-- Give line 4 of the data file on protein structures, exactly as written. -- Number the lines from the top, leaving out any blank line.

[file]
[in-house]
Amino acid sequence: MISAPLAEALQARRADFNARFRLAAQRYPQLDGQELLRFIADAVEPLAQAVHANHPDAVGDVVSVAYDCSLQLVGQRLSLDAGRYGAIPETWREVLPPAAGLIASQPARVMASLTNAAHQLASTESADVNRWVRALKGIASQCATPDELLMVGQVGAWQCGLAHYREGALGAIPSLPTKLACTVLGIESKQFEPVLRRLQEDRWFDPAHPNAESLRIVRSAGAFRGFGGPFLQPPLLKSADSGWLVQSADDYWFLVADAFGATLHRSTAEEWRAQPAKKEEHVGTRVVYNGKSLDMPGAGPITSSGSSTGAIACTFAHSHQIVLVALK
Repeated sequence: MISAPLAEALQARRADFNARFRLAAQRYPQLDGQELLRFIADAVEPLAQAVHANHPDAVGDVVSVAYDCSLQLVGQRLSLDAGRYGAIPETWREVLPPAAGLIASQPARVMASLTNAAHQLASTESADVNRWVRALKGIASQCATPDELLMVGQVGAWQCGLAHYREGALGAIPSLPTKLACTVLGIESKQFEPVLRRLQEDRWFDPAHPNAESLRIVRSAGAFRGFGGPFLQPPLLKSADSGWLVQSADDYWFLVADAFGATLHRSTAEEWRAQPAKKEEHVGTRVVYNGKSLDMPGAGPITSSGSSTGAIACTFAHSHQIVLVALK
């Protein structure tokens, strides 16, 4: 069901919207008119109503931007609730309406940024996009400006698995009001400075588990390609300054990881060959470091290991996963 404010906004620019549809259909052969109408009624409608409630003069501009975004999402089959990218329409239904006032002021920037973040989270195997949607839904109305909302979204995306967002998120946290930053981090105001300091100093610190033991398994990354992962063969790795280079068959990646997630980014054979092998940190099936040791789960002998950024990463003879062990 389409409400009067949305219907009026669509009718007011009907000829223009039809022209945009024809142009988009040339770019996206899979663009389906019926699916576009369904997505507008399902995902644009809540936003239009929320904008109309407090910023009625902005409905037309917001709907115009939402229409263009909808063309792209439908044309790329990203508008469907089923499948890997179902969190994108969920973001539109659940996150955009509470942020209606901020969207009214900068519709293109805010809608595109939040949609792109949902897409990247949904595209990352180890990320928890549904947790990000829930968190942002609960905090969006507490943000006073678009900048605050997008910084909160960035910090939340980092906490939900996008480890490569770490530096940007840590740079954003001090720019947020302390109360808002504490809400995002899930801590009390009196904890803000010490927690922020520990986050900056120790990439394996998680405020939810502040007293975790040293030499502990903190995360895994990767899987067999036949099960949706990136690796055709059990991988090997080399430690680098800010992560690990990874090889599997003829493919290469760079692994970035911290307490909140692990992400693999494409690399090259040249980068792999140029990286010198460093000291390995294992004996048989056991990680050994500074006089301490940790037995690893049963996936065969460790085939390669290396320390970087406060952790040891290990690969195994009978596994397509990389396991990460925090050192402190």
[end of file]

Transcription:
């Protein structure tokens, strides 16, 4: 069901919207008119109503931007609730309406940024996009400006698995009001400075588990390609300054990881060959470091290991996963 404010906004620019549809259909052969109408009624409608409630003069501009975004999402089959990218329409239904006032002021920037973040989270195997949607839904109305909302979204995306967002998120946290930053981090105001300091100093610190033991398994990354992962063969790795280079068959990646997630980014054979092998940190099936040791789960002998950024990463003879062990 389409409400009067949305219907009026669509009718007011009907000829223009039809022209945009024809142009988009040339770019996206899979663009389906019926699916576009369904997505507008399902995902644009809540936003239009929320904008109309407090910023009625902005409905037309917001709907115009939402229409263009909808063309792209439908044309790329990203508008469907089923499948890997179902969190994108969920973001539109659940996150955009509470942020209606901020969207009214900068519709293109805010809608595109939040949609792109949902897409990247949904595209990352180890990320928890549904947790990000829930968190942002609960905090969006507490943000006073678009900048605050997008910084909160960035910090939340980092906490939900996008480890490569770490530096940007840590740079954003001090720019947020302390109360808002504490809400995002899930801590009390009196904890803000010490927690922020520990986050900056120790990439394996998680405020939810502040007293975790040293030499502990903190995360895994990767899987067999036949099960949706990136690796055709059990991988090997080399430690680098800010992560690990990874090889599997003829493919290469760079692994970035911290307490909140692990992400693999494409690399090259040249980068792999140029990286010198460093000291390995294992004996048989056991990680050994500074006089301490940790037995690893049963996936065969460790085939390669290396320390970087406060952790040891290990690969195994009978596994397509990389396991990460925090050192402190």